The “What Is Stopping You?” Mentality

An open letter to all my friends who have ever asked me “what’s stopping you?” when it came to what I want to do and where I want to go with my life.

Dear friends,

Can you not?

Okay, sorry, that was probably a little bit… harsh? I’m sure it came off that way. I’m just so incredibly frustrated by your idea that the only boundary in my life is myself. I’m sure you’re trying to help. To motivate me to follow my dreams on a cloud made of stars. But honestly? That’s all that you’re selling me. A cloud made of stars. No substance.

For example, let’s look at the “what’s stopping you?” of my “I want to travel the world.” Firstly, there’s the matter of money. Have you ever bought a plane ticket before? I’m sure I don’t have to tell you, they don’t come cheap. I am paying a hospital bill, a credit card that was used to pay off a second hospital bill, a monthly medical premium, and two student loans. On top of that, literally half of every single paycheck I bring home goes to pay my rent. That doesn’t leave me with a hell of a lot of travel money, does it? Plus, if I take time off work to travel, I’m losing income that I need to pay for the aforementioned expenses.

And to those who have told me “just hitchhike!”, please consider the fact that I have the body of a woman. It is more than likely that I will be one people who mysteriously go missing.

Okay, so what about what I actually want to do with my life? Well, the main goal right now is to open a photography studio, take portraits, sell my artistic stuff. Know what that requires? Money, and good credit, both of which I’m trying to build up. It also requires that I have a stable, consistent income, but in order to run my studio, I’d have to quit my current job, thereby waving my current income goodbye. Bit of a catch 22, wouldn’t you say?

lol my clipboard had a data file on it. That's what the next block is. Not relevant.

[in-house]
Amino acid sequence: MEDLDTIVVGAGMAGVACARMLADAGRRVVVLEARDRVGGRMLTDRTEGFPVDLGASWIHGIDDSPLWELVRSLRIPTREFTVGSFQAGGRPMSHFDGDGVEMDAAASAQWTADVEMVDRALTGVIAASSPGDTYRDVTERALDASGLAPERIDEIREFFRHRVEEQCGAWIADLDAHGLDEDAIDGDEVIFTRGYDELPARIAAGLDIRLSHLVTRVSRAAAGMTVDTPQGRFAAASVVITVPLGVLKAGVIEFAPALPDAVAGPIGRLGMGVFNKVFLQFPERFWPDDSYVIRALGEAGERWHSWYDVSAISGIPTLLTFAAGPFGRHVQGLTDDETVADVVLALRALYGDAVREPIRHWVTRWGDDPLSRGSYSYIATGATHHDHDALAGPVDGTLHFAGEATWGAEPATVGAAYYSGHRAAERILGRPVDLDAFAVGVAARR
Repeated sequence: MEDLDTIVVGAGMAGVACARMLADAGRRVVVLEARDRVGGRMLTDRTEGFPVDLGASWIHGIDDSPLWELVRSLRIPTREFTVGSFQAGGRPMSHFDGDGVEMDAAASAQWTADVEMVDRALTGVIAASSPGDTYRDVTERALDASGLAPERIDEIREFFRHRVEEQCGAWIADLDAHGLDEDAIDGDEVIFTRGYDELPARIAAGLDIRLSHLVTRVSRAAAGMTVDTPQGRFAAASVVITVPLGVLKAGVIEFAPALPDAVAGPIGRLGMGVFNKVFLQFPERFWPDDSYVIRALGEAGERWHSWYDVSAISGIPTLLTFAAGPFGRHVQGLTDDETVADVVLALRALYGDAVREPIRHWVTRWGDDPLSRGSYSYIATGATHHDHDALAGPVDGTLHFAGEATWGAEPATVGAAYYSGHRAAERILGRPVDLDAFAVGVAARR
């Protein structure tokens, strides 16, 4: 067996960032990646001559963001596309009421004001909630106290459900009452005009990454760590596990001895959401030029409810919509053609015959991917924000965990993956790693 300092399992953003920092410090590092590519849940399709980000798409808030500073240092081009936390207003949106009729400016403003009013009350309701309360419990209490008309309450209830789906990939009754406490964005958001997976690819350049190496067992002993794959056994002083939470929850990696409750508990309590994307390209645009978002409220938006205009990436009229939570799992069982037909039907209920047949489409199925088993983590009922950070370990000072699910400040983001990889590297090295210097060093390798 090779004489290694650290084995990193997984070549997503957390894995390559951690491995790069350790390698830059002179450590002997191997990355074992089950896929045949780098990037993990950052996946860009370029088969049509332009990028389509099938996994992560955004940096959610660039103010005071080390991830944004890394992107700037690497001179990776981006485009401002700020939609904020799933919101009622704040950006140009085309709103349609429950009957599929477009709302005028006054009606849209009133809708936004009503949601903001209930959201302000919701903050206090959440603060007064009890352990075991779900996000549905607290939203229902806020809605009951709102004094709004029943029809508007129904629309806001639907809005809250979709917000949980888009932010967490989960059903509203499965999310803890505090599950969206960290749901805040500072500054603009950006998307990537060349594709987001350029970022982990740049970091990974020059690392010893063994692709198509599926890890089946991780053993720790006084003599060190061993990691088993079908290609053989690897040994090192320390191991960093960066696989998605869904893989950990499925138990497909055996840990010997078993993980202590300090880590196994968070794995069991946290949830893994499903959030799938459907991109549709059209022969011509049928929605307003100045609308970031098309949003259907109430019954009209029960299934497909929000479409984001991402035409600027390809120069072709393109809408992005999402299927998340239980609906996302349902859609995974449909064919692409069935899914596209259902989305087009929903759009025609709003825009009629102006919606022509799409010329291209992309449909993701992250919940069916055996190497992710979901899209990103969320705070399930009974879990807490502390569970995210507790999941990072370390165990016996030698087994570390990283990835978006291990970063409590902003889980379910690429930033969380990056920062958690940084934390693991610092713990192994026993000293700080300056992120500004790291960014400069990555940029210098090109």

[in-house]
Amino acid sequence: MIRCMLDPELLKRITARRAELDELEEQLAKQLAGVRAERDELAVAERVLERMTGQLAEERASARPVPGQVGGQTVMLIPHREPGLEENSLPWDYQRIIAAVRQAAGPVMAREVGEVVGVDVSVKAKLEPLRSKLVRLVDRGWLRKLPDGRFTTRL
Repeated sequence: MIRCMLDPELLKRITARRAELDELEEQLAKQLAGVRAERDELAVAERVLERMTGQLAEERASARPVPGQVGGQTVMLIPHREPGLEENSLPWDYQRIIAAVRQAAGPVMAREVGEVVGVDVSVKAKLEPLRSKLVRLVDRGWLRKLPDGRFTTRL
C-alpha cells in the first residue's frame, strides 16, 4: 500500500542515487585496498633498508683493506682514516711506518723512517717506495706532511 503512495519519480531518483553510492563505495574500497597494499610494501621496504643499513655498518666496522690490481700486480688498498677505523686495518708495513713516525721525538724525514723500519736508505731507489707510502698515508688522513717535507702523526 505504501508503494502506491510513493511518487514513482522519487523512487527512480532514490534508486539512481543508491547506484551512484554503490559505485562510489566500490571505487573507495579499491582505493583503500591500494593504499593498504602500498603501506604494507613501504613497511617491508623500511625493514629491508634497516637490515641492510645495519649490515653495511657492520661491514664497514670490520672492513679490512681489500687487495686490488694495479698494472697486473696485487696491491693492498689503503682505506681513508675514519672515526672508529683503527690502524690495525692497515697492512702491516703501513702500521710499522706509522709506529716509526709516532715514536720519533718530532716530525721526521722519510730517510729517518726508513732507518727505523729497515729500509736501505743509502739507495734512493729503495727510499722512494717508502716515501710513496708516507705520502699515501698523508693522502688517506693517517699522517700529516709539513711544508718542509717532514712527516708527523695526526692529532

Of course, I could start small, you say; set up an online presence, encourage people to schedule sessions and buy my photography over the internet. Except, wait, I have done that. I have not seen a single session for it, and the only sale I’ve ever made was from my best friend, who wanted a way to support me. The only people who actively buy art are people with a lot of money and a lot of wall space. And those people usually have children (like yourselves, the ones who were taught that your only boundaries were yourselves) that they’d rather have pictures of on their walls.

The “What’s Stopping You” Mentality is for people with money. It is for people who don’t have to worry about where the money to do these things is coming from, and what they’re going to do if they fail. And they’re usually saying it to people who don’t have money, who do have to worry about what they’ll do if they fail. If you look at someone who is struggling to make ends meet, who has all these dreams that they might someday achieve with the right help and planning, and you tell them “what is stopping you,” you’re a douche, and I dare you to sit in their financial situation for a month. Because money is stopping them.

I’m sure you think you’re being supportive. That you’re telling them they can achieve their dreamy clouds made of stars if they just think happy thoughts. Just believe in themselves. As I recall, Peter Pan had the same advice for flying, but in order to fly, you know what you actually needed? Pixie dust. Money is the pixie dust of this situation.